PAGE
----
Demand increases daily for 6f2 recycled material because it is an excellent aggregate for foundations of road and new buildings. as it provides a viable alternative to disposing of the demolished building remnants to landfill.

Copper pipes, lead, roof tiles or slates, floor tiles, wiring and exterior doors, and wooden panelling are valued objects which are rescued for recycling to be re-used. Many specialist firms offer reclaimed old or vintage building supplies in most towns and cities.

Tall Structures

Tower blocks and chimneys are the kind of tall structures that may need to be demolished. The demolition of tall buildings necessitates skilled approaches. The highest building to be demolished lawfully was in 1967/8 of the Singer Building in New York. The fall of the World Trade Centre after the 9/11 attack in late 2001 illustrates the terrible devastation that is caused if the demolition is unchecked and haphazard.

During the demolishing of high buildings and large structures a wrecking ball on a crane can be used, but is seldom practiced because the swinging ball is rather uncontrollable. The closeness of other property is often a determining issue which inhibits the use of explosives to implode a tall structure. So ‘High Reach’ demolition excavators are widely-used wherever alternative techniques will not be possible to demolish the highest part of a tall building. Once it is down to a manageable height demolition can continue in the usual way. The various methods of demolishing tall buildings are by implosion using explosives, controlled collapse and piecemeal. To control the dust produced in demolition, water hoses and spray equipment are sometimes used and then it is called a wet demolition.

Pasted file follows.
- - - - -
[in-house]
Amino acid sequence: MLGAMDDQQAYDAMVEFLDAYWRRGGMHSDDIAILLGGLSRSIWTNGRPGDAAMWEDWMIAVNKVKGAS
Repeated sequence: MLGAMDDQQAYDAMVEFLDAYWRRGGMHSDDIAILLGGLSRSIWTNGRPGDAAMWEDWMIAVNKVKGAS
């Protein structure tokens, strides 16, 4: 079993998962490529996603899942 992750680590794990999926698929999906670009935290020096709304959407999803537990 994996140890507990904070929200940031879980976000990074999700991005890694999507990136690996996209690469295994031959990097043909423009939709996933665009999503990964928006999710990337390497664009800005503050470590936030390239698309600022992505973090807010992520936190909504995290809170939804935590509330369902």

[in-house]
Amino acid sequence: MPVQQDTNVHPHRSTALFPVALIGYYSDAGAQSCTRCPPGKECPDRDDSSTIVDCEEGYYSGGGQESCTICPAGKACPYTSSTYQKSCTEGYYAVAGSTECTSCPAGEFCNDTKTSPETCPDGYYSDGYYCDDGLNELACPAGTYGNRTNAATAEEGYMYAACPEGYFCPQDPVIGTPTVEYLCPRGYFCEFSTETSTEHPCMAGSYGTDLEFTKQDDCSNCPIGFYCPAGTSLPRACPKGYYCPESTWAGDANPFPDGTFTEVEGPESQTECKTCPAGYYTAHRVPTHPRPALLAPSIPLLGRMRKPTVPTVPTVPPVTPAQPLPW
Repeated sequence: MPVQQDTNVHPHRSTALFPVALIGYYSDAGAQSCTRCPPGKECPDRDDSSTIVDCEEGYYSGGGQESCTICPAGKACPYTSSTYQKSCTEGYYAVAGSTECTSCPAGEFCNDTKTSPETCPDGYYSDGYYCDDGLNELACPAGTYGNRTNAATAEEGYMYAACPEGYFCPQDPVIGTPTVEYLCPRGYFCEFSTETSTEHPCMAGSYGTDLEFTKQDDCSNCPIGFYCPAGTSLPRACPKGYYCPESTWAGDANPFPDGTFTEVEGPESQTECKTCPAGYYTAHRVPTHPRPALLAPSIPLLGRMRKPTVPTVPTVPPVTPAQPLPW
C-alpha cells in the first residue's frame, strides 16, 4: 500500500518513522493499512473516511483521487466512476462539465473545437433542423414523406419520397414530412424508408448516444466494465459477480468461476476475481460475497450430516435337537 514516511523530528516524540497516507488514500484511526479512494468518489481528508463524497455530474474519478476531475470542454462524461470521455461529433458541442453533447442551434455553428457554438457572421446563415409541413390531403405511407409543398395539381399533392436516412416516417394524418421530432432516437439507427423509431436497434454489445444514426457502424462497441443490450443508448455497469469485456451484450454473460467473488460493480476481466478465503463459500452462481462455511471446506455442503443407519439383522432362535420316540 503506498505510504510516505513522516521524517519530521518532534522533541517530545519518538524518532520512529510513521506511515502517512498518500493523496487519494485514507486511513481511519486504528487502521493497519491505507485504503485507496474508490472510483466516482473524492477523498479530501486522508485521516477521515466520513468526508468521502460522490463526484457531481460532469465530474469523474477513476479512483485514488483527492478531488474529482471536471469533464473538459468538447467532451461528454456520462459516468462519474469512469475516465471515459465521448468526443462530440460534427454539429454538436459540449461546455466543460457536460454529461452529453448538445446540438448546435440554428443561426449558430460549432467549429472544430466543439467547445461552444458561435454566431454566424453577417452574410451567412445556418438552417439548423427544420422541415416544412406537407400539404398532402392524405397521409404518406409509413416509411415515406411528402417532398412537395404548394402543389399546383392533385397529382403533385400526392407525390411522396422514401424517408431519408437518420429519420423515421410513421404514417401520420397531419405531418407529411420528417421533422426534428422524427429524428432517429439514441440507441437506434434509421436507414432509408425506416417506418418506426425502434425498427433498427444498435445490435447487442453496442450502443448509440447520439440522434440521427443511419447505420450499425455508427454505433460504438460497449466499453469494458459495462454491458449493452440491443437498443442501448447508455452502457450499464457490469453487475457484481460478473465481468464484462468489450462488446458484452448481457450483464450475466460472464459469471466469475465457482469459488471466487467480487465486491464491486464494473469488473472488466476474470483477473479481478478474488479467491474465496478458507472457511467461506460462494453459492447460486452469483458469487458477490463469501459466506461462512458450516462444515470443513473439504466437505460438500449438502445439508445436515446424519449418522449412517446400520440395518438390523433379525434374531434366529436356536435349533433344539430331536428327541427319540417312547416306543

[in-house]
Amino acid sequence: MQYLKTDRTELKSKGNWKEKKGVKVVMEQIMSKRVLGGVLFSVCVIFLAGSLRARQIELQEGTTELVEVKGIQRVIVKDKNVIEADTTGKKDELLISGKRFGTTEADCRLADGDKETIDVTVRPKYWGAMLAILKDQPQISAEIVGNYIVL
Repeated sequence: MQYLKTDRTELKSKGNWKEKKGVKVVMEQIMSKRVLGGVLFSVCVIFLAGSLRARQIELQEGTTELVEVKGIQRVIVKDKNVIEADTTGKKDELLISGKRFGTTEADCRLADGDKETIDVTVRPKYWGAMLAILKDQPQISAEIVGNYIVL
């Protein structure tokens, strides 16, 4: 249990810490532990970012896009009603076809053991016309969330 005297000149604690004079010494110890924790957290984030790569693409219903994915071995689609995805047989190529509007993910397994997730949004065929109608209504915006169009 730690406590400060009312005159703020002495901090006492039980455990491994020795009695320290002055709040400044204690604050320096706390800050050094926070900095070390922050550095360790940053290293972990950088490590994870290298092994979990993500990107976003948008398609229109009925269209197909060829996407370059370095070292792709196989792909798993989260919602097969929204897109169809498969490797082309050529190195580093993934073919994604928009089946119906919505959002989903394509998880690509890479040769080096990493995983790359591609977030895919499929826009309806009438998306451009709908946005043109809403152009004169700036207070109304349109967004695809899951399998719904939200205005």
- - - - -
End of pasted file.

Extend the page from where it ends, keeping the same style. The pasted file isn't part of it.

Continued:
Using explosives in demolition is very specialist work and getting it drastically wrong could be disastrous. If for example there exists atmospheric pressure from low cloud above the implosion site, the shockwave may spread outwards instead of upwards resulting in the wave of energy and sound to break glass windows. If an implosion isn’t prepared correctly the risk may be destruction of surrounding properties where flying debris might cause harm to spectators.

For many individuals when they think about demolition they might have in mind the employment of explosives in the dramatic collapse of a tall building. This method is actually called implosion using explosives. Implosion is vital for dense cities because it brings down a tall building so the surrounding environment is damaged as little as possible. The collapse takes only a few moments for the building to crash into its own footprint.

Because of the risks of working with explosives they are only used when other methods are too costly or impractical. Where there’s a partial collapse of a building and there are still primed explosives that failed to go off, workers are in great danger since the remaining structure is extremely unstable. Concurrently the demolition needs to continue to secure the safety of the site.

Health and Safety

The task of demolition is a much more technical and complicated process than most people would appreciate. The job is extremely risky and requires experienced and skilled operators to handle the job. It is vital that personnel working in the market are thoroughly trained. Health and safety awareness is crucial in demolition services so it is best for operatives to have gained certificates of Competence in Demolition to guarantee safety for both workers and public alike. All demolition work is regulated by Construction, Design and Management Regulations.